Zanzibar Archipelago: Tanzania’s maritime wonder
Zanzibar is one of East Africa’s most famous and evocative seaside resorts, often used to reference the entire Zanzibar archipelago, located in Tanzania. The archipelago consists of about forty smaller islands and two main islands, including two other beautiful seaside resorts in the area: Unguja, the largest and most populated, often simply referred to as Zanzibar or Zanzibar Island, and Pemba.
The Zanzibar Archipelago, together with Mafia Island, constitutes part of the spice islands, as they were central to the Spice Route.
The turquoise waters bordering the island are ideal for snorkelling and diving for the beautiful corals and offshore wrecks. The public gardens by the sea are home to two of the city’s most significant buildings, the Arab fort, and the Palace of Wonders or Bit-el Ajab.
Where’s Zanzibar located?
Zanzibar and the archipelago of the same name is located on the frontal coast of Tanzania, in the blue Indian Ocean, about 20 km off the African coast. Unguja Island, also known as Zanzibar, is one of the southernmost islands of the archipelago.
Which islands make up the Zanzibar archipelago?
The two main islands, those much larger in size, are Unguja and Pemba.
The former, given its size, is commonly identified with the name of Zanzibar, although this is actually the name of the entire archipelago. Unguja is a hilly island located at Bagamoyo, a town in Tanzania. This island is highly frequented by tourists, especially its eastern coast with its white beaches and coral reefs in front, one of the most beautiful places for divers and others.
Pemba Island, on the other hand, also known as Green Island, or Al Kuh Dra, is located about 50 km above Unduja, and is about half the size of Zanzibar Island. Pemba is one of the jewels of the Indian Ocean, surrounded by the coral reef, which is home to 300 species of fish and corals. You can watch as sea turtles lay their eggs on Mnemba’s beach from December to March. Chumbe is also a real jewel located on a bed of coral fossils, and is one of the most beautiful destinations on the island.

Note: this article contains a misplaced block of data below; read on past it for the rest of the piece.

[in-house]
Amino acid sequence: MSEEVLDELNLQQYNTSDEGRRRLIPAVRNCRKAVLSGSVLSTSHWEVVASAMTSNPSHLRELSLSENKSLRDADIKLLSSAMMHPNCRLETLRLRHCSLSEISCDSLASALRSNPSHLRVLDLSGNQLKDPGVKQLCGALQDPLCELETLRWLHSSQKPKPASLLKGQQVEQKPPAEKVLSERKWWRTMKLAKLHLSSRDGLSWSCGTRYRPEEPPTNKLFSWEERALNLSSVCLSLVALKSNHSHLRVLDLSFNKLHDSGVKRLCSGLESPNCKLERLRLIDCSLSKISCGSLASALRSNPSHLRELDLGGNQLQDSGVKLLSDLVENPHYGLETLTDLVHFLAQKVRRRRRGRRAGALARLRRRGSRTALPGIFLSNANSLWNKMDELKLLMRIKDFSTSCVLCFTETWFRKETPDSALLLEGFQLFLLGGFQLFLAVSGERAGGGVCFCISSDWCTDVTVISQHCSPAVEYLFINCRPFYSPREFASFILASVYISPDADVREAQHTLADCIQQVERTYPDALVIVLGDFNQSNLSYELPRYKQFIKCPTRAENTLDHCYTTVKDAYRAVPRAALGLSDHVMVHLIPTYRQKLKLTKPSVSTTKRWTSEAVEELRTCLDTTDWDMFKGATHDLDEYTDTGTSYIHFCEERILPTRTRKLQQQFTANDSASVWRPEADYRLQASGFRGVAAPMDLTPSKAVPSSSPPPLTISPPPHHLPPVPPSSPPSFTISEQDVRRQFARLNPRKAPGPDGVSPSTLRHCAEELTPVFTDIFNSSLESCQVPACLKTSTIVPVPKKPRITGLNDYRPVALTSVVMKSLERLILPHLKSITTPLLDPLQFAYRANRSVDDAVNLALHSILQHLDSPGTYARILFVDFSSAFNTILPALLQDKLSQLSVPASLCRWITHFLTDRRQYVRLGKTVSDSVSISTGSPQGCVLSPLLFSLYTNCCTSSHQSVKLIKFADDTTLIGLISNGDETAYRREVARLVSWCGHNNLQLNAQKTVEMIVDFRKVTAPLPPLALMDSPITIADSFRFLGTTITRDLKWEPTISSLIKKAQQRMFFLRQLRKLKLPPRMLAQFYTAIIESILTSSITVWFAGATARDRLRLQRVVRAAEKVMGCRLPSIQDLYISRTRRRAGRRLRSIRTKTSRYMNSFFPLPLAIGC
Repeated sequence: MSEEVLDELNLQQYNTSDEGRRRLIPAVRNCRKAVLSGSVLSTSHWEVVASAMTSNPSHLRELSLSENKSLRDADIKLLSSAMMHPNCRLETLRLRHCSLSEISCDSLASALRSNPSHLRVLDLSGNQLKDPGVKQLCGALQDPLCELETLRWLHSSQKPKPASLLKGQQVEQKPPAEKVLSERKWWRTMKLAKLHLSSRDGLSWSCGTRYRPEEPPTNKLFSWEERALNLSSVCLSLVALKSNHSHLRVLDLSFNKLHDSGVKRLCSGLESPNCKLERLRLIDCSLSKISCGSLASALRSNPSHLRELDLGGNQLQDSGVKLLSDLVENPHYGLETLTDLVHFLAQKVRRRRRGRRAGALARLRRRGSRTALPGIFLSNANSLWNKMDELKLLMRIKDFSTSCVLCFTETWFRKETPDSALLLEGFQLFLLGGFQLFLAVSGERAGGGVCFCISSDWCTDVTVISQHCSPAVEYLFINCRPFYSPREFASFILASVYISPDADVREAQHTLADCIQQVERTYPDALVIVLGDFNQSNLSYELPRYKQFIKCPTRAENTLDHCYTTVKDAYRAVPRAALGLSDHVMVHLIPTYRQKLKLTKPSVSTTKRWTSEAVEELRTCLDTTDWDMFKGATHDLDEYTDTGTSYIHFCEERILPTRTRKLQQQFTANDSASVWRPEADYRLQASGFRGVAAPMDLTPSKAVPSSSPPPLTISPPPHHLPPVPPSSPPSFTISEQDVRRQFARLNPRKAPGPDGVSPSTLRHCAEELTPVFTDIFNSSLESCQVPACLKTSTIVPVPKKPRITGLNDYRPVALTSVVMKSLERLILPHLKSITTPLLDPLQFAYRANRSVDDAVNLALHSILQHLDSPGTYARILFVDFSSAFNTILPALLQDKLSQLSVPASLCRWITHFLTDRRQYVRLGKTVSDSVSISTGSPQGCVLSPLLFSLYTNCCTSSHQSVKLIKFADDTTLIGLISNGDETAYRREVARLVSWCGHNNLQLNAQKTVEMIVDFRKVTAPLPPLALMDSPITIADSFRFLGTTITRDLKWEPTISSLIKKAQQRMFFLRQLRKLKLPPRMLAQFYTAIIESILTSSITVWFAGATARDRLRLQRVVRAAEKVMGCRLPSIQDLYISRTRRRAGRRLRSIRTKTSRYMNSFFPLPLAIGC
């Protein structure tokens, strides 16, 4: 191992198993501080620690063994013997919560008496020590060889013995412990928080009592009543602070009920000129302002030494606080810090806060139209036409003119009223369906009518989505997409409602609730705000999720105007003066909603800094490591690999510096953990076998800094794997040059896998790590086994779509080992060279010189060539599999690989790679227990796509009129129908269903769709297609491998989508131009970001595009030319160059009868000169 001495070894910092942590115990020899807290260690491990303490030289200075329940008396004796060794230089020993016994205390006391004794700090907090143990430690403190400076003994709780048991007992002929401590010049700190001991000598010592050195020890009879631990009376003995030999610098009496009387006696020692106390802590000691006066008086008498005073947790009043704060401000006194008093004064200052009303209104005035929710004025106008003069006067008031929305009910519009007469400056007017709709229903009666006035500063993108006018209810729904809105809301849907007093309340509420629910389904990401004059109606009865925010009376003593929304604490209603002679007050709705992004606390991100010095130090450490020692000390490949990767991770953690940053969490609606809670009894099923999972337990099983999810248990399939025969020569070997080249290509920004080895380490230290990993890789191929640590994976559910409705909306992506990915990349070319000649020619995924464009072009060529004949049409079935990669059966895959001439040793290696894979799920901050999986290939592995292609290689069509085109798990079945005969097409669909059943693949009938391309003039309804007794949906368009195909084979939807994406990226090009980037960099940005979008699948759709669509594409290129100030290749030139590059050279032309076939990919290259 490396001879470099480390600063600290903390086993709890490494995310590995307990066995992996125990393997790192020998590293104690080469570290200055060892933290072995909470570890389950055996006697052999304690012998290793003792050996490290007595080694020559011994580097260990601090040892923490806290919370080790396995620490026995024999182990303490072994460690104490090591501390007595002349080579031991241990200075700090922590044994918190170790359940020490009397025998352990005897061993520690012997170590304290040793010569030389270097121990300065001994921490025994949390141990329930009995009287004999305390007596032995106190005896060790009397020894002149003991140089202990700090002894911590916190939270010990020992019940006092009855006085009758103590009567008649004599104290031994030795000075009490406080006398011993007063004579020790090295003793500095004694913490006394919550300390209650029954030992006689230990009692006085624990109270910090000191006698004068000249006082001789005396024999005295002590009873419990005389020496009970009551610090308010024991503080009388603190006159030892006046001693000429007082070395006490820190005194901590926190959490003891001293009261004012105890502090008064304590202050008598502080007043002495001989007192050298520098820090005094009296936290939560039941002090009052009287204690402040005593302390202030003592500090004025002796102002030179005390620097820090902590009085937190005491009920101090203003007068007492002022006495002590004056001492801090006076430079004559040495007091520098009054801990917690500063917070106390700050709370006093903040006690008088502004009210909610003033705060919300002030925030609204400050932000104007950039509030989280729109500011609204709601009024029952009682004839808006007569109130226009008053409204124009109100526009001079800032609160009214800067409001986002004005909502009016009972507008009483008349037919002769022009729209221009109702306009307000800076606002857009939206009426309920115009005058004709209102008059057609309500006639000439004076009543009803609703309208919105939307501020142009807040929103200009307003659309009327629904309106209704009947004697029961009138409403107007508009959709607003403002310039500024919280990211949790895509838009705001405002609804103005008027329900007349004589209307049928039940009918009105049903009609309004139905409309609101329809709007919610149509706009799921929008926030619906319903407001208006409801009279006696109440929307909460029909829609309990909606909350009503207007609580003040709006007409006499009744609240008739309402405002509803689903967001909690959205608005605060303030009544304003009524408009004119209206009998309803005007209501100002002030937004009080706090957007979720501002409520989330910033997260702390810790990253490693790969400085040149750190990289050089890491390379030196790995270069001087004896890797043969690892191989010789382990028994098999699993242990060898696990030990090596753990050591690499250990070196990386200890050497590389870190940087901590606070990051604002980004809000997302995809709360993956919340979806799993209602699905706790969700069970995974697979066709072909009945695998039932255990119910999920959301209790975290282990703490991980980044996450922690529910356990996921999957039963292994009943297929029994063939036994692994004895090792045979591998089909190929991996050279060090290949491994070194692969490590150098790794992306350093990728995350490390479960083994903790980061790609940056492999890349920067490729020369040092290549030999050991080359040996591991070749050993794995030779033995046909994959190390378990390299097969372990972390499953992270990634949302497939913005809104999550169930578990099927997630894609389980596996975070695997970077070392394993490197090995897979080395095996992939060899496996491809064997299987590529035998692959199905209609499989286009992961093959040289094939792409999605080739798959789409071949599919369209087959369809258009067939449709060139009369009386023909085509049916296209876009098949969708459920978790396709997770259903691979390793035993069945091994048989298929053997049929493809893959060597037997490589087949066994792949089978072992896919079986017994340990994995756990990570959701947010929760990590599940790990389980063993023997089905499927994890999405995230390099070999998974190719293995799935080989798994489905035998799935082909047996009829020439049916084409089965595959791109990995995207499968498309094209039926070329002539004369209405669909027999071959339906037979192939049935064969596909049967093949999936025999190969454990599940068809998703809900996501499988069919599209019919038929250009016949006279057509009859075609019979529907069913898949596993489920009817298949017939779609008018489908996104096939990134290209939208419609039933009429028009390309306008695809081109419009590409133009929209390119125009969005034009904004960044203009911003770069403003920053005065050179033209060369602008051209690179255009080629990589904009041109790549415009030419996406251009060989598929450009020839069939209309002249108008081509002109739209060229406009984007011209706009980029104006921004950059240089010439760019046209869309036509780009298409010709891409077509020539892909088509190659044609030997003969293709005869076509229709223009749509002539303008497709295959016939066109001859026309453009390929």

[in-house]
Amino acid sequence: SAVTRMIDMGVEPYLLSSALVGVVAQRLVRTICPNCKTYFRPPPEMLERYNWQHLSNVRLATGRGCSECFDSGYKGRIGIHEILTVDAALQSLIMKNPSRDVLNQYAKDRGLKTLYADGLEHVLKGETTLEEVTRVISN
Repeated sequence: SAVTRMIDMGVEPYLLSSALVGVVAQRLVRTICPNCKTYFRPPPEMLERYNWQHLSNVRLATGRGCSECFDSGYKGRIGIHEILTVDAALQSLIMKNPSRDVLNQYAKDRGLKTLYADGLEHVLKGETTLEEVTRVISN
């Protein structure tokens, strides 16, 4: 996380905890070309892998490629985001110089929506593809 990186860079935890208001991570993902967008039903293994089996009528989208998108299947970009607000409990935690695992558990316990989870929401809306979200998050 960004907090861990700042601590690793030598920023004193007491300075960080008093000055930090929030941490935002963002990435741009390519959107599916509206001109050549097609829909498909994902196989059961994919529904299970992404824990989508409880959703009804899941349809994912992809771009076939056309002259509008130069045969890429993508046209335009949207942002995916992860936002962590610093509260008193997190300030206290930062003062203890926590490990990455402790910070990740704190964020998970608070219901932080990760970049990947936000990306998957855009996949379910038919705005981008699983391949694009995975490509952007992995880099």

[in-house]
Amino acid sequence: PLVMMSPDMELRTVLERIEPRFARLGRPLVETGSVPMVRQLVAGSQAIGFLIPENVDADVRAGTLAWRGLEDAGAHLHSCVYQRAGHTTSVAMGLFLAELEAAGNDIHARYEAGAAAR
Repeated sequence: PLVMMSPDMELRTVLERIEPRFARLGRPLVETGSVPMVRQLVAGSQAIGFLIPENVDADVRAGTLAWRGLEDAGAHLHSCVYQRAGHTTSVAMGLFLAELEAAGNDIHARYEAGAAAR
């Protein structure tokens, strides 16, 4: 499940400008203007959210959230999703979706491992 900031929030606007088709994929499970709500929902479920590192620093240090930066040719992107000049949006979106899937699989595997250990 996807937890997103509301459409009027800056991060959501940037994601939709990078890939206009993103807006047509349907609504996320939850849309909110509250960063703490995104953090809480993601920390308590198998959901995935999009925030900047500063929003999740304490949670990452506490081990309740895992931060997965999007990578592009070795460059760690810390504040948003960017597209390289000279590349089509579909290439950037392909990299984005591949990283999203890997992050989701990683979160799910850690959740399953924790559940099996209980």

Zanzibar has a surface area of around 2600 km², much larger than Pemba which is 1500 km².
The archipelago’s islands were originally covered by rainforest. Today, however, the soil has been almost completely deforested to make room for fragrant plantations of spices and fruits.
What to see
For an excursion, you can easily reach a tiny Prison Island in front of the city, where slaves were once imprisoned before being shipped out of Africa, which is now a shelter for giant land turtles. North of Stone Town are the most beautiful and popular beaches of the island, and 5 km from the capital are the ruins of Mtoni Palace built in 1820 by a wealthy Arab merchant, the first person to introduce the cultivation of cloves, which has become a source of wealth for the island.
The entire area around the island is covered with lush vegetation, and is the starting point for most tours and safaris. The area to the south of the city is called Mwanakwewke, or “load the child on the shoulders”, because it was once often flooded by torrential rain. Also to the south is the botanical garden and the archaeological site of Unguja ukuu, which is now only a small village, which once comprised a 16 hectare settlement, with finds dating back to 300 AD. Still south of the island is Jozani naturalistic forest, a beautiful tropical forest of 2495 hectares.
Diving in Zanzibar is mainly carried out in the northern area around the tip of ras nungwi, and in the fantastic marine parks of Mnemba and Chumbe islands